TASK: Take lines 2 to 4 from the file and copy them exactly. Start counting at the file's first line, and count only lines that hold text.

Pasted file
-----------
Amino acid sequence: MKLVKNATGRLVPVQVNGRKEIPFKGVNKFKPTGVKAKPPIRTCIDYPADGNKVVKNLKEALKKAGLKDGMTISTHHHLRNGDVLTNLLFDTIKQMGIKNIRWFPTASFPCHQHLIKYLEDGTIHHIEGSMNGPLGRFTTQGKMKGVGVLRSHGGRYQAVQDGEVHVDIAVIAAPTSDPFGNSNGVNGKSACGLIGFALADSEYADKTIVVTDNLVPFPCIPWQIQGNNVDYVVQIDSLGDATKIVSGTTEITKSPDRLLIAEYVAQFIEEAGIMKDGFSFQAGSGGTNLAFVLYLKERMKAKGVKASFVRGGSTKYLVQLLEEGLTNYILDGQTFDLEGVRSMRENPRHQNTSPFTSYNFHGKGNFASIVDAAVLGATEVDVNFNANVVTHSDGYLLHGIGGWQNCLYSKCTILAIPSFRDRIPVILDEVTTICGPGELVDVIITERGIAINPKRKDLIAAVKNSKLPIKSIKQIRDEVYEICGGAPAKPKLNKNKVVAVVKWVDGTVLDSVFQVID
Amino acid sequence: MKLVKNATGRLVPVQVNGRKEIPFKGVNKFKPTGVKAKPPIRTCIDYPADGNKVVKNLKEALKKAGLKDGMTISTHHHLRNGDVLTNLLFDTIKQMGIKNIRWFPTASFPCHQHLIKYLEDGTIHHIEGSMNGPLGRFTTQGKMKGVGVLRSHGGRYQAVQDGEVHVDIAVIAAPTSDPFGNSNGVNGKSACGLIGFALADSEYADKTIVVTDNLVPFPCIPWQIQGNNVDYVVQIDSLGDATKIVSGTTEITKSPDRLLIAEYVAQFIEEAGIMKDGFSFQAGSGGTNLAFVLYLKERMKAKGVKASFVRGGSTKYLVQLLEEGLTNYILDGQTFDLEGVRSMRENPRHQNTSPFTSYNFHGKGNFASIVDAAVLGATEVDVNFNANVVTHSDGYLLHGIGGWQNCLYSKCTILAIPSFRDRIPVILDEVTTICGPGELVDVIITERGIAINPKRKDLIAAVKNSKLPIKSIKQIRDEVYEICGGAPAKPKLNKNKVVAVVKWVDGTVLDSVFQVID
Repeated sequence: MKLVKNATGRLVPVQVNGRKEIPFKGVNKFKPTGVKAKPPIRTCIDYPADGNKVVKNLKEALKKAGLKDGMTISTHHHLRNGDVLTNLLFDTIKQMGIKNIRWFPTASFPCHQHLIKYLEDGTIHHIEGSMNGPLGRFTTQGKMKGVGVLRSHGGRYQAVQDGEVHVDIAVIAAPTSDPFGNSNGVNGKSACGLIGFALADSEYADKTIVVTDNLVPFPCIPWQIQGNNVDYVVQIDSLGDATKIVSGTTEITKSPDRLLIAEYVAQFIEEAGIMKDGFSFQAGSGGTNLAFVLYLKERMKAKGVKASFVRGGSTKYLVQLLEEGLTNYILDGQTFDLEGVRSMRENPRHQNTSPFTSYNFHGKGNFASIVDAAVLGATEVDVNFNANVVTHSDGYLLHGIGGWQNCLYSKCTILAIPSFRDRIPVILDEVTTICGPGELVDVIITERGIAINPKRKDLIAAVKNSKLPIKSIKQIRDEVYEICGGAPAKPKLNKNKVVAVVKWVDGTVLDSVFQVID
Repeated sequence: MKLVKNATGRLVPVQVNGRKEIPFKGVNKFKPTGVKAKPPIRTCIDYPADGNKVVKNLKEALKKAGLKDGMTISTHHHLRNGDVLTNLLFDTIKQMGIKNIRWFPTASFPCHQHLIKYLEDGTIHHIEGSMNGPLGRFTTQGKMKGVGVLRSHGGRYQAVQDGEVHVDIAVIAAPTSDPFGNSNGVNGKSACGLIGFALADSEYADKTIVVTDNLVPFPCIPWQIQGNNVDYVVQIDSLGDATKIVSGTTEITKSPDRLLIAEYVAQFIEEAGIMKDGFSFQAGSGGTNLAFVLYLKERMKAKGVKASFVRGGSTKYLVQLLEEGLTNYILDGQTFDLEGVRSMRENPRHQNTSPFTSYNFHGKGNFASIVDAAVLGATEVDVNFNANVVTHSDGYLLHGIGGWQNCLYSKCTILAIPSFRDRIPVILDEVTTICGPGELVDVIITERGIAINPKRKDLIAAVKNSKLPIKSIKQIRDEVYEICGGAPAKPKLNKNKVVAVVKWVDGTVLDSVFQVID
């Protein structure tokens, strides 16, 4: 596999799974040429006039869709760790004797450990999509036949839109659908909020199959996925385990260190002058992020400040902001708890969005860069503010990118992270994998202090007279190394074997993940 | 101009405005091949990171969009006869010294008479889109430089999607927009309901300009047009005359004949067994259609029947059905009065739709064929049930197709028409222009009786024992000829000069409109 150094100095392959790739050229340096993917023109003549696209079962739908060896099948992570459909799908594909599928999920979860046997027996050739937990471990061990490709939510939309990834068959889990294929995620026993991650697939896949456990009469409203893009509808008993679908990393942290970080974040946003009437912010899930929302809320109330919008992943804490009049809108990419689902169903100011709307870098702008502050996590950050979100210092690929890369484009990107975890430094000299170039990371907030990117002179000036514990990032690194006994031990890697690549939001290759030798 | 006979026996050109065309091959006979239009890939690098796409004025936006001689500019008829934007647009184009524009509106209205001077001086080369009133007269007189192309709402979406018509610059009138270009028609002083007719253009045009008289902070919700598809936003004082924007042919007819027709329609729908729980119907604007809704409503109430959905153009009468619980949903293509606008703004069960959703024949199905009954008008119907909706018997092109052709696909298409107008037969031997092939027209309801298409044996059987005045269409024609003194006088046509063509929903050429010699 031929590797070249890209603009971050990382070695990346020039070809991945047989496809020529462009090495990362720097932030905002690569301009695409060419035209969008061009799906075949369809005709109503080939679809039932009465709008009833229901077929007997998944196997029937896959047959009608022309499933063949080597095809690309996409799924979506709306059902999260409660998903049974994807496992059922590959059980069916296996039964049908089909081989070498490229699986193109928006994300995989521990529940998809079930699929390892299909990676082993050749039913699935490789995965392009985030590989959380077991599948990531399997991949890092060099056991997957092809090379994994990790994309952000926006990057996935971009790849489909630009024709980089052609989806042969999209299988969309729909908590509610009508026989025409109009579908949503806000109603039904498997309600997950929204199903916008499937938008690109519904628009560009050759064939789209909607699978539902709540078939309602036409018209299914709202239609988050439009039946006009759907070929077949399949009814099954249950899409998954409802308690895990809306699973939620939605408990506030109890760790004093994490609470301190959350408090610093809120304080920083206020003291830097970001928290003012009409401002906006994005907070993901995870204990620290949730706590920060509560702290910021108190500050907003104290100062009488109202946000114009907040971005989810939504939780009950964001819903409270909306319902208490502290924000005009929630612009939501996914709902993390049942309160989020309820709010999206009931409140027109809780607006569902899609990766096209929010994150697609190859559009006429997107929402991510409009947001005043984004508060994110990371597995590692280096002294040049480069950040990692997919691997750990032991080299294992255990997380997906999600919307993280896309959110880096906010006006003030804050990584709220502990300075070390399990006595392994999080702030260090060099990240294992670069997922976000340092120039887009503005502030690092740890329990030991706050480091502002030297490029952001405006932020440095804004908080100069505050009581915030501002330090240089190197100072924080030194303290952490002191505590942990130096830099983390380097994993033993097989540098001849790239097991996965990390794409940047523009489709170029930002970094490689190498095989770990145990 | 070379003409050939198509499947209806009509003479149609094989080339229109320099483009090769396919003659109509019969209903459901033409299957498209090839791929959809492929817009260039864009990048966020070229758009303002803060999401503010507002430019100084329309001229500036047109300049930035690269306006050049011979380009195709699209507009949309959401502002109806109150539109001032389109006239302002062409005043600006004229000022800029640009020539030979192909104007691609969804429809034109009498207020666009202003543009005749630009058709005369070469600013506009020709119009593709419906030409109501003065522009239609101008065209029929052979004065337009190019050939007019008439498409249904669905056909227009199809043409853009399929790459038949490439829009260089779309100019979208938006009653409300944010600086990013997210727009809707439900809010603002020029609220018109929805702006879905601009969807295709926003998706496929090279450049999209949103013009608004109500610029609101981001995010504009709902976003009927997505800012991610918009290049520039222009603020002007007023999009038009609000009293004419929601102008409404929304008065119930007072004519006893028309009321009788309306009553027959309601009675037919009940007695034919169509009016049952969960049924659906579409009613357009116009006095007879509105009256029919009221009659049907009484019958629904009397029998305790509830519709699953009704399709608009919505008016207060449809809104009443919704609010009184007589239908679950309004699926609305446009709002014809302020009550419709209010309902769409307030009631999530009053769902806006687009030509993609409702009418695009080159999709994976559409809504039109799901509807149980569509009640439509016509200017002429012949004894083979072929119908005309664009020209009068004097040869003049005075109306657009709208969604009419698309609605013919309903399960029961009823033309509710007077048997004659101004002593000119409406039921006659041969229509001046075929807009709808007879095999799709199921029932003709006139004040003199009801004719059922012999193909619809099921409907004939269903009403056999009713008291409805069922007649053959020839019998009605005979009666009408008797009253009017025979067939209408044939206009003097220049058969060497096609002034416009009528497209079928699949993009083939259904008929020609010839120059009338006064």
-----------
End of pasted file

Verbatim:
Amino acid sequence: MKLVKNATGRLVPVQVNGRKEIPFKGVNKFKPTGVKAKPPIRTCIDYPADGNKVVKNLKEALKKAGLKDGMTISTHHHLRNGDVLTNLLFDTIKQMGIKNIRWFPTASFPCHQHLIKYLEDGTIHHIEGSMNGPLGRFTTQGKMKGVGVLRSHGGRYQAVQDGEVHVDIAVIAAPTSDPFGNSNGVNGKSACGLIGFALADSEYADKTIVVTDNLVPFPCIPWQIQGNNVDYVVQIDSLGDATKIVSGTTEITKSPDRLLIAEYVAQFIEEAGIMKDGFSFQAGSGGTNLAFVLYLKERMKAKGVKASFVRGGSTKYLVQLLEEGLTNYILDGQTFDLEGVRSMRENPRHQNTSPFTSYNFHGKGNFASIVDAAVLGATEVDVNFNANVVTHSDGYLLHGIGGWQNCLYSKCTILAIPSFRDRIPVILDEVTTICGPGELVDVIITERGIAINPKRKDLIAAVKNSKLPIKSIKQIRDEVYEICGGAPAKPKLNKNKVVAVVKWVDGTVLDSVFQVID
Repeated sequence: MKLVKNATGRLVPVQVNGRKEIPFKGVNKFKPTGVKAKPPIRTCIDYPADGNKVVKNLKEALKKAGLKDGMTISTHHHLRNGDVLTNLLFDTIKQMGIKNIRWFPTASFPCHQHLIKYLEDGTIHHIEGSMNGPLGRFTTQGKMKGVGVLRSHGGRYQAVQDGEVHVDIAVIAAPTSDPFGNSNGVNGKSACGLIGFALADSEYADKTIVVTDNLVPFPCIPWQIQGNNVDYVVQIDSLGDATKIVSGTTEITKSPDRLLIAEYVAQFIEEAGIMKDGFSFQAGSGGTNLAFVLYLKERMKAKGVKASFVRGGSTKYLVQLLEEGLTNYILDGQTFDLEGVRSMRENPRHQNTSPFTSYNFHGKGNFASIVDAAVLGATEVDVNFNANVVTHSDGYLLHGIGGWQNCLYSKCTILAIPSFRDRIPVILDEVTTICGPGELVDVIITERGIAINPKRKDLIAAVKNSKLPIKSIKQIRDEVYEICGGAPAKPKLNKNKVVAVVKWVDGTVLDSVFQVID
Repeated sequence: MKLVKNATGRLVPVQVNGRKEIPFKGVNKFKPTGVKAKPPIRTCIDYPADGNKVVKNLKEALKKAGLKDGMTISTHHHLRNGDVLTNLLFDTIKQMGIKNIRWFPTASFPCHQHLIKYLEDGTIHHIEGSMNGPLGRFTTQGKMKGVGVLRSHGGRYQAVQDGEVHVDIAVIAAPTSDPFGNSNGVNGKSACGLIGFALADSEYADKTIVVTDNLVPFPCIPWQIQGNNVDYVVQIDSLGDATKIVSGTTEITKSPDRLLIAEYVAQFIEEAGIMKDGFSFQAGSGGTNLAFVLYLKERMKAKGVKASFVRGGSTKYLVQLLEEGLTNYILDGQTFDLEGVRSMRENPRHQNTSPFTSYNFHGKGNFASIVDAAVLGATEVDVNFNANVVTHSDGYLLHGIGGWQNCLYSKCTILAIPSFRDRIPVILDEVTTICGPGELVDVIITERGIAINPKRKDLIAAVKNSKLPIKSIKQIRDEVYEICGGAPAKPKLNKNKVVAVVKWVDGTVLDSVFQVID